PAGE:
Set them at D, X and G, down the center line, or in a straight line in your driving area,set 30 meters apart from each pair.

In the above photo, there are about 10 trips down this line indicated by wheel tracks left in the stone dust. You can see the first few trips indicated by the red arrows. Note how off center they are and how much they veer from straightness. The blue arrows indicate trips 6 thru 10. Note how much straighter they are and how much less they veer from straight.

This will help the driver feel what straight is *and* it will familiarize the horse with what it feels like to travel straighter and better balanced. Driving horses can not benefit from the guidance provided by a rider's legs. One way to help a horse is to repeat work in a way that is more efficient for them. A balanced horse does less work. Horses are evolutionarily wired not to work harder than they have to. Show them a way to work which requires less effort and they more readily will 'go there' themselves.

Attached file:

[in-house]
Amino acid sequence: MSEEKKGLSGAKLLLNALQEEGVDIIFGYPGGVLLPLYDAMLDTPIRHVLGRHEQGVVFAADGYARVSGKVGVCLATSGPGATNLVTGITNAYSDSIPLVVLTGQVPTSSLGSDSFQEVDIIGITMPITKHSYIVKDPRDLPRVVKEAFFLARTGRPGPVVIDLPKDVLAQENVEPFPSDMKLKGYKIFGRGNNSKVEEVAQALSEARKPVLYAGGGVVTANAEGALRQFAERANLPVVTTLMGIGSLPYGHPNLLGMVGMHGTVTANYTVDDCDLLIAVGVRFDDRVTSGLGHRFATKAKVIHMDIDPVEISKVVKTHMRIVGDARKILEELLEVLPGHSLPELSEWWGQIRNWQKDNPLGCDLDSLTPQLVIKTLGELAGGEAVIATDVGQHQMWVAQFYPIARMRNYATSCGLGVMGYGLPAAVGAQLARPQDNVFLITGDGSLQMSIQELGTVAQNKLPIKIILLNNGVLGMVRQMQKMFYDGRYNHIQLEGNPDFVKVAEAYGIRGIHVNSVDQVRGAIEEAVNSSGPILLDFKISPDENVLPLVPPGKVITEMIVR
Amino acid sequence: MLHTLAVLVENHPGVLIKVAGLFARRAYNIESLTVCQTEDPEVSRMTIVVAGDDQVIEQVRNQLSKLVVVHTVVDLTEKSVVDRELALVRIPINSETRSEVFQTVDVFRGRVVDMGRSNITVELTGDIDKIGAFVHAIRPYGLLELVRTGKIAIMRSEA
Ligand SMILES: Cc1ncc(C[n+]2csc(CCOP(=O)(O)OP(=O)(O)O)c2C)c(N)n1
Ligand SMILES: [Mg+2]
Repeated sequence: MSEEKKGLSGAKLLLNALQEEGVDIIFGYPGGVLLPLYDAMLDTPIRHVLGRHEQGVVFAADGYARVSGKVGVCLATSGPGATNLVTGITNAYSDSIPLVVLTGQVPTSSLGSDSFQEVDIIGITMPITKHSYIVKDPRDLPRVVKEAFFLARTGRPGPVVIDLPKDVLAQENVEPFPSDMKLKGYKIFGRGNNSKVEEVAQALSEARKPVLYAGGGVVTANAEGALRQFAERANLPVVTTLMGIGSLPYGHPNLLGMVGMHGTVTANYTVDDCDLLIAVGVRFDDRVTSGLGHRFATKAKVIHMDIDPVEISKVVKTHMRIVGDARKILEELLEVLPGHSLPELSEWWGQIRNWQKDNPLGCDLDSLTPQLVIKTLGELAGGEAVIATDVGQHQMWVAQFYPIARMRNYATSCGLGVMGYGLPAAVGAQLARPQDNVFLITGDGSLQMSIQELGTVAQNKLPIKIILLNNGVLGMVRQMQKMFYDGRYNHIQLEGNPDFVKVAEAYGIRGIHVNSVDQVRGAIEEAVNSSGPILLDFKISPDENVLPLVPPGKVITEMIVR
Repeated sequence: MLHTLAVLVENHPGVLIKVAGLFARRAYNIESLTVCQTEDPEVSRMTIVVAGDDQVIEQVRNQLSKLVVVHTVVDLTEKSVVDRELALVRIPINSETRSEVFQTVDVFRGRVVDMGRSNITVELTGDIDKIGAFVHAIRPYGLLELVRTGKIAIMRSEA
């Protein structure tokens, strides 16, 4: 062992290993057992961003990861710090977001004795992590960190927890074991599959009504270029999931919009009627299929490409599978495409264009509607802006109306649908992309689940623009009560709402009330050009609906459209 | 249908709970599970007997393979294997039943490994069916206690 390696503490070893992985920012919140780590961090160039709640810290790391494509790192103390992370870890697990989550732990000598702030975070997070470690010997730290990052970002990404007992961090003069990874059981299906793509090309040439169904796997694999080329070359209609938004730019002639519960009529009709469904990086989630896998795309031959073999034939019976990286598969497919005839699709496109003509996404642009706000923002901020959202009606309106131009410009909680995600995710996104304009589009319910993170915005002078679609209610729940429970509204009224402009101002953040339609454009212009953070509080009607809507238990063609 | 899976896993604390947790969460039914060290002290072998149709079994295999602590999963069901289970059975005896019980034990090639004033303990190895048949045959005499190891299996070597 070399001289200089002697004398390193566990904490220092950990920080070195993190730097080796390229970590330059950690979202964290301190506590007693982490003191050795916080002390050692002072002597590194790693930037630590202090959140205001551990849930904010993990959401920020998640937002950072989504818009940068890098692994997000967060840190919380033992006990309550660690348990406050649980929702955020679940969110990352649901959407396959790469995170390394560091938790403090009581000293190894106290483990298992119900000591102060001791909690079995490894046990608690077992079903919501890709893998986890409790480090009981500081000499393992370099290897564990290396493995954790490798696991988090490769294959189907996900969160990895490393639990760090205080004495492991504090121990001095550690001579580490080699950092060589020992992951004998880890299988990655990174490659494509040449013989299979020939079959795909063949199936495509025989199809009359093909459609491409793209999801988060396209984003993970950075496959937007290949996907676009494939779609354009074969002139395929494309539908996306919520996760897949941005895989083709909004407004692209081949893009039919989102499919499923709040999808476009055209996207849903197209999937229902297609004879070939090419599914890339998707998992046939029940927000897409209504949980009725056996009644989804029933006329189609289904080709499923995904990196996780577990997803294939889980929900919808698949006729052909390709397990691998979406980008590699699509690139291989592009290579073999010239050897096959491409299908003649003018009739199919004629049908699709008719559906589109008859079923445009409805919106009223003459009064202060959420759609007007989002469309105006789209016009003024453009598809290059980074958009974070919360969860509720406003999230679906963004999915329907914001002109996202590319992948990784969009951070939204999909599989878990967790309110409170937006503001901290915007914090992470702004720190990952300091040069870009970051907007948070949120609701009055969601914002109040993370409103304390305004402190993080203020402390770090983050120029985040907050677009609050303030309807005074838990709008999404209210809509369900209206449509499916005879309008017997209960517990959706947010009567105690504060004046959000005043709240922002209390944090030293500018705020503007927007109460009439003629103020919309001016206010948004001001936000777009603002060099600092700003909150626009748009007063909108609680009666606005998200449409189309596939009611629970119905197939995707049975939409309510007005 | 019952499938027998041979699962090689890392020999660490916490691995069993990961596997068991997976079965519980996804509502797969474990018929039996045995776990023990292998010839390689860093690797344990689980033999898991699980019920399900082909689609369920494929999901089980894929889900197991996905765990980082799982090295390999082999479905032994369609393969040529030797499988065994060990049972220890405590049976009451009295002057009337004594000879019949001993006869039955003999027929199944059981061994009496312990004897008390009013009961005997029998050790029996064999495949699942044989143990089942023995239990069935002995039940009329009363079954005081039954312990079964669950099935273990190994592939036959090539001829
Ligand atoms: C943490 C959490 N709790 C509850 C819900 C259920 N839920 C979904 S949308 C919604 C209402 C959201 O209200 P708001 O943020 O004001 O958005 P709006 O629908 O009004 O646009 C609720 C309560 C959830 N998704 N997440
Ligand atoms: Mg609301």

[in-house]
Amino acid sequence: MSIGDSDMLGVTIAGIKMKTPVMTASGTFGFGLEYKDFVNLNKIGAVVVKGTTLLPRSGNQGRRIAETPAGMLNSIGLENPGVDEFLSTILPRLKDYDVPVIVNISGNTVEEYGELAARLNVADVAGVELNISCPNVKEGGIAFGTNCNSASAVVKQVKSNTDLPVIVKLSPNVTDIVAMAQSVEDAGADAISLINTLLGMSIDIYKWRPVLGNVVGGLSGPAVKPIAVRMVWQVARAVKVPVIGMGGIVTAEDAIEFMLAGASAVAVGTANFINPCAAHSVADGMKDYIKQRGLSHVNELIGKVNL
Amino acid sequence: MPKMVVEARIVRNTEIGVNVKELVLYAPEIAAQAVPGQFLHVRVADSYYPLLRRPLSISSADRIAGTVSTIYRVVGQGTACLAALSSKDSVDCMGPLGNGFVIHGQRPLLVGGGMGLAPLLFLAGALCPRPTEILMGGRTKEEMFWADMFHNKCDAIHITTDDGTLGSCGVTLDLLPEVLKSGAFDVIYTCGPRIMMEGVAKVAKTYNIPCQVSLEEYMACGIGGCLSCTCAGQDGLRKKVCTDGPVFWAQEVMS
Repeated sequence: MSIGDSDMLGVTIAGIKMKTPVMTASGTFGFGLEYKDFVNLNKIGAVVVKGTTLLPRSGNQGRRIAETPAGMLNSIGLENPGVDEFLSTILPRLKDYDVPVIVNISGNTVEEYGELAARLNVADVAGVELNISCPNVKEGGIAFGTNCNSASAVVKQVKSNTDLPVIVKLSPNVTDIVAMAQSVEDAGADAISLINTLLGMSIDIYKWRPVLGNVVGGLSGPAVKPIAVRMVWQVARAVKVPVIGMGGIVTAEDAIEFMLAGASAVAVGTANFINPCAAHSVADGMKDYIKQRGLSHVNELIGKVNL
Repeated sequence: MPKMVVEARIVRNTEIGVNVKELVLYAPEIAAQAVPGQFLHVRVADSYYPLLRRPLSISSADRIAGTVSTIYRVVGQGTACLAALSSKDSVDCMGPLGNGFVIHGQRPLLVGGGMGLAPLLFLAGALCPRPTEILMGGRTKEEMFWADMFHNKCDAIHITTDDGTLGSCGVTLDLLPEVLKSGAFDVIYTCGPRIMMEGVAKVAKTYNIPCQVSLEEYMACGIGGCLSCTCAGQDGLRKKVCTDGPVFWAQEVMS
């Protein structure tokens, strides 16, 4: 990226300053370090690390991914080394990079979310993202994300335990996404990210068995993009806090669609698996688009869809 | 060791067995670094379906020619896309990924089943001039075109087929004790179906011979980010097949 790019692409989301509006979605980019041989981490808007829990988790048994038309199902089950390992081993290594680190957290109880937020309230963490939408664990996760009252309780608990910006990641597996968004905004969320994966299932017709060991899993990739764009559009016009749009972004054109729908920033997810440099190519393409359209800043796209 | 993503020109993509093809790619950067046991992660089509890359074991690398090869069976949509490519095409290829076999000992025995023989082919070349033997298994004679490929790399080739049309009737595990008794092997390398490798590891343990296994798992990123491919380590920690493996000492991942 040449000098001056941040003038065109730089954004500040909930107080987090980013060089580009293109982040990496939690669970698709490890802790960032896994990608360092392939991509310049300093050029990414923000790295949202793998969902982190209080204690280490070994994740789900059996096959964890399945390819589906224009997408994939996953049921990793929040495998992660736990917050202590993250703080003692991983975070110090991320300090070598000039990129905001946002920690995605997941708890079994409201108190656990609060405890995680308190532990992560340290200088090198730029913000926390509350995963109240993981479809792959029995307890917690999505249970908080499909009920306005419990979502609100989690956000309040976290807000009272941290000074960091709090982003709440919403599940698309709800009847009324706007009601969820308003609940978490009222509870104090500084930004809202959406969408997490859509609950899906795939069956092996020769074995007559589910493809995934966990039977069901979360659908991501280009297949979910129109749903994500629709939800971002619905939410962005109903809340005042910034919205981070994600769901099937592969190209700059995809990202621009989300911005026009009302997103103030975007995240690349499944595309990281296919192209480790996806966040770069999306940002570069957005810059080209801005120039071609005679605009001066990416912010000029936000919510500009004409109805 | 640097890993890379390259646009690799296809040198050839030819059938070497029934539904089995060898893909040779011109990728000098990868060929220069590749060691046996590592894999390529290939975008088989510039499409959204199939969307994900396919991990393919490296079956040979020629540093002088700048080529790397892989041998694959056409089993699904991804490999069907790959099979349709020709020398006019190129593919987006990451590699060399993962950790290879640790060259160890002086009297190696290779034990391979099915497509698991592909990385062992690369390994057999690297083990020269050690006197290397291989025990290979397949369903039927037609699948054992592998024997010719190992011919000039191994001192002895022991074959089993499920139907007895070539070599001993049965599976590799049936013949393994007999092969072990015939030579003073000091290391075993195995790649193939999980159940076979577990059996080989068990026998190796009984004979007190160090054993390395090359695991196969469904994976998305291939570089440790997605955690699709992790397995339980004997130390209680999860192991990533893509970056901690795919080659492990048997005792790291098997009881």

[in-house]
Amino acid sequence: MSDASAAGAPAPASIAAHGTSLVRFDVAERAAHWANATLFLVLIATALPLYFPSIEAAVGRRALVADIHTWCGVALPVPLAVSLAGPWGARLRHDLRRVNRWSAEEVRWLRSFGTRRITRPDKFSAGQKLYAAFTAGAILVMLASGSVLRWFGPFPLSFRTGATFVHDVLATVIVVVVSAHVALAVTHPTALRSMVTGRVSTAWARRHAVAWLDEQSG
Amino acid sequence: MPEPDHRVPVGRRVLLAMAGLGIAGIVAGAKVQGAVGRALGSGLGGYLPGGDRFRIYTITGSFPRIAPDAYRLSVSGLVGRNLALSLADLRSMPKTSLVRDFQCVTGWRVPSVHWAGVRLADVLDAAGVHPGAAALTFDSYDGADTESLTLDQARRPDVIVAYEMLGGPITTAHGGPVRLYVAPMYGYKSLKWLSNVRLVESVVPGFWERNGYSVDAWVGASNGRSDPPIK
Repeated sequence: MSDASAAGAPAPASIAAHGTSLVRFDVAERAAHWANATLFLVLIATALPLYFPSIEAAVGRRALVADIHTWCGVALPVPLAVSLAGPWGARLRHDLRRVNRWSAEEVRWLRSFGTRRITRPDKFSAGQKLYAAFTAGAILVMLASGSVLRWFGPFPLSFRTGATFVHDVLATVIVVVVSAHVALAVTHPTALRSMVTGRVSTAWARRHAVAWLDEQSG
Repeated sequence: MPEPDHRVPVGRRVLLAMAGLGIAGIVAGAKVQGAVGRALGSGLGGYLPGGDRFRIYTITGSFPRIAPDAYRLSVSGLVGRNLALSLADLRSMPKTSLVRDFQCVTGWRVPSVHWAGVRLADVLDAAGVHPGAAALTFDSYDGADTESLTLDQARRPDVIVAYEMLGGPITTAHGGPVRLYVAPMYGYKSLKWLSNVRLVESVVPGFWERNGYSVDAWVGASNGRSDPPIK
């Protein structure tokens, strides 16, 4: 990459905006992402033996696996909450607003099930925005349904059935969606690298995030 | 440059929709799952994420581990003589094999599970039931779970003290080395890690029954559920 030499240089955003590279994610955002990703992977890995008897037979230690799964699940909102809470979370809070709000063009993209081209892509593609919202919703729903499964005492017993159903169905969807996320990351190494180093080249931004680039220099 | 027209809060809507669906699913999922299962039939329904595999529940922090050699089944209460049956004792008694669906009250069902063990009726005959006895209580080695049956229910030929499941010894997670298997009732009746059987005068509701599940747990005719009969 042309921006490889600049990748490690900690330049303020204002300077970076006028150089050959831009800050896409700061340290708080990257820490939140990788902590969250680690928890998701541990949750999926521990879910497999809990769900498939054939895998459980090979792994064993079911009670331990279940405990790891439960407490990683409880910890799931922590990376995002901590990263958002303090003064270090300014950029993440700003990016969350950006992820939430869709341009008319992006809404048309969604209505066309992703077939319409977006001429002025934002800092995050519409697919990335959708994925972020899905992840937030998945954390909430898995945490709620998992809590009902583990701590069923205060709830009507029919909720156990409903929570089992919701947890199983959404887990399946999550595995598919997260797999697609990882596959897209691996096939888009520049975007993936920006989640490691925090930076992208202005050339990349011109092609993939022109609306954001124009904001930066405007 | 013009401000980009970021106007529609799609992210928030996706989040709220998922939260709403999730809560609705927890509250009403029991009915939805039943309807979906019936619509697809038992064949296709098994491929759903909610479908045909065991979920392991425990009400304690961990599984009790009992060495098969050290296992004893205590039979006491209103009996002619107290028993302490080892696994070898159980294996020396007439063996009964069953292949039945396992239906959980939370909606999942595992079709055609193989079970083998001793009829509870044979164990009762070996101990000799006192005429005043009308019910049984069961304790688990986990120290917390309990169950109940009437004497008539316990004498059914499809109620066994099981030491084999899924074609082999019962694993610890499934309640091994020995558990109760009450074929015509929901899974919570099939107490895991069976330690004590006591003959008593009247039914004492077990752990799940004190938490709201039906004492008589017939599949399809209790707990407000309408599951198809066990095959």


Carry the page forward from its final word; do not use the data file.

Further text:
Saturday, March 12, 2016

The Remarkable Story

March 11, 2016 - It is truly remarkable that 64 mistreated Morgan horses were adopted by the Morgan Community in just over a month from Beth Lyn Hoskin's Eden Farm in western New York. My heartfelt gratitude goes out to the court appointed receivers who gave of their personal time and resources above and beyond what was required to help these animals. Sincere thanks to the Morgan owners who stepped up and took the horses back to their farms where they will know care and love  like they have never had, To me it is a very moving chapter in teh story fo the Morgan Horse.

Thursday, February 18, 2016

Andrew McLean investigates Objective Dressage Judging

Andrew McLean investigates Objective Dressage Judging | The Horse Magazine – Australia's Leading Equestrian Magazine: